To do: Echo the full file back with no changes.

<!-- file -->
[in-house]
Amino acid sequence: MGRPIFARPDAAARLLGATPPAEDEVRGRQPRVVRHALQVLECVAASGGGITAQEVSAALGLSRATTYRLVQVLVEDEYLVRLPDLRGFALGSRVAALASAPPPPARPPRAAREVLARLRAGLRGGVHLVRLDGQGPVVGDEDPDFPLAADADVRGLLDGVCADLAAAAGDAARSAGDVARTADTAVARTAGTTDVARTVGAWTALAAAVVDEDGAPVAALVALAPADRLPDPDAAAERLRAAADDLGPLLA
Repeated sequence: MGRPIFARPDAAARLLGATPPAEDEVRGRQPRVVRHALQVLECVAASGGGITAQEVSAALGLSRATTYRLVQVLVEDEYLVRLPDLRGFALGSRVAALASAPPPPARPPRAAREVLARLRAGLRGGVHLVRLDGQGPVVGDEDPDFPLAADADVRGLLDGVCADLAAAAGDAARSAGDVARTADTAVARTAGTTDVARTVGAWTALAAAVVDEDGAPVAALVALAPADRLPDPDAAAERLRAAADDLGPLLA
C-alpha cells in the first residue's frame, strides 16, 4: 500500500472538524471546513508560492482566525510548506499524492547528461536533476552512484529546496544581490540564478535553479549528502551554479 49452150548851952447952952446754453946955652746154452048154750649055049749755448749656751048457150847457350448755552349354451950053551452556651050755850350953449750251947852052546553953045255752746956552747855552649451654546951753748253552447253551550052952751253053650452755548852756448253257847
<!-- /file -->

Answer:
[in-house]
Amino acid sequence: MGRPIFARPDAAARLLGATPPAEDEVRGRQPRVVRHALQVLECVAASGGGITAQEVSAALGLSRATTYRLVQVLVEDEYLVRLPDLRGFALGSRVAALASAPPPPARPPRAAREVLARLRAGLRGGVHLVRLDGQGPVVGDEDPDFPLAADADVRGLLDGVCADLAAAAGDAARSAGDVARTADTAVARTAGTTDVARTVGAWTALAAAVVDEDGAPVAALVALAPADRLPDPDAAAERLRAAADDLGPLLA
Repeated sequence: MGRPIFARPDAAARLLGATPPAEDEVRGRQPRVVRHALQVLECVAASGGGITAQEVSAALGLSRATTYRLVQVLVEDEYLVRLPDLRGFALGSRVAALASAPPPPARPPRAAREVLARLRAGLRGGVHLVRLDGQGPVVGDEDPDFPLAADADVRGLLDGVCADLAAAAGDAARSAGDVARTADTAVARTAGTTDVARTVGAWTALAAAVVDEDGAPVAALVALAPADRLPDPDAAAERLRAAADDLGPLLA
C-alpha cells in the first residue's frame, strides 16, 4: 500500500472538524471546513508560492482566525510548506499524492547528461536533476552512484529546496544581490540564478535553479549528502551554479 49452150548851952447952952446754453946955652746154452048154750649055049749755448749656751048457150847457350448755552349354451950053551452556651050755850350953449750251947852052546553953045255752746956552747855552649451654546951753748253552447253551550052952751253053650452755548852756448253257847